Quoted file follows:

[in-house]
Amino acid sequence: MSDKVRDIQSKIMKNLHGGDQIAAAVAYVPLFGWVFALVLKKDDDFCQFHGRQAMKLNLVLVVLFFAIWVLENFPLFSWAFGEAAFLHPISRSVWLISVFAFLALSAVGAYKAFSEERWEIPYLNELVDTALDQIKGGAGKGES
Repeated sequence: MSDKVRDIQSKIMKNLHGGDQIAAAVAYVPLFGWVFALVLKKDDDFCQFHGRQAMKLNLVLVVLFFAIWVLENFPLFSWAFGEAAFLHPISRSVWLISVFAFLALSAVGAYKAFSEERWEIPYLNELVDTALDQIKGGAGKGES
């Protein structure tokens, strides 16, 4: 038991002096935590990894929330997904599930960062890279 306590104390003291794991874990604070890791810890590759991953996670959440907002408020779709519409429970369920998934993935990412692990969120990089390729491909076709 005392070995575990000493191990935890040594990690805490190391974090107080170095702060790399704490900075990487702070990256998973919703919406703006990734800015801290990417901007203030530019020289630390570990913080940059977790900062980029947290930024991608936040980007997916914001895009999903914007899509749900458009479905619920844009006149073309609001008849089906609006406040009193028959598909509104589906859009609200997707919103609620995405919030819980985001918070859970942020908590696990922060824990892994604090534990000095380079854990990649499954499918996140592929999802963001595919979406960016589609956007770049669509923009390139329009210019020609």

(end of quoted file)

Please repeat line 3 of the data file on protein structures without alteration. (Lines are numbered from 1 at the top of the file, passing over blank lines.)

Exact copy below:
Repeated sequence: MSDKVRDIQSKIMKNLHGGDQIAAAVAYVPLFGWVFALVLKKDDDFCQFHGRQAMKLNLVLVVLFFAIWVLENFPLFSWAFGEAAFLHPISRSVWLISVFAFLALSAVGAYKAFSEERWEIPYLNELVDTALDQIKGGAGKGES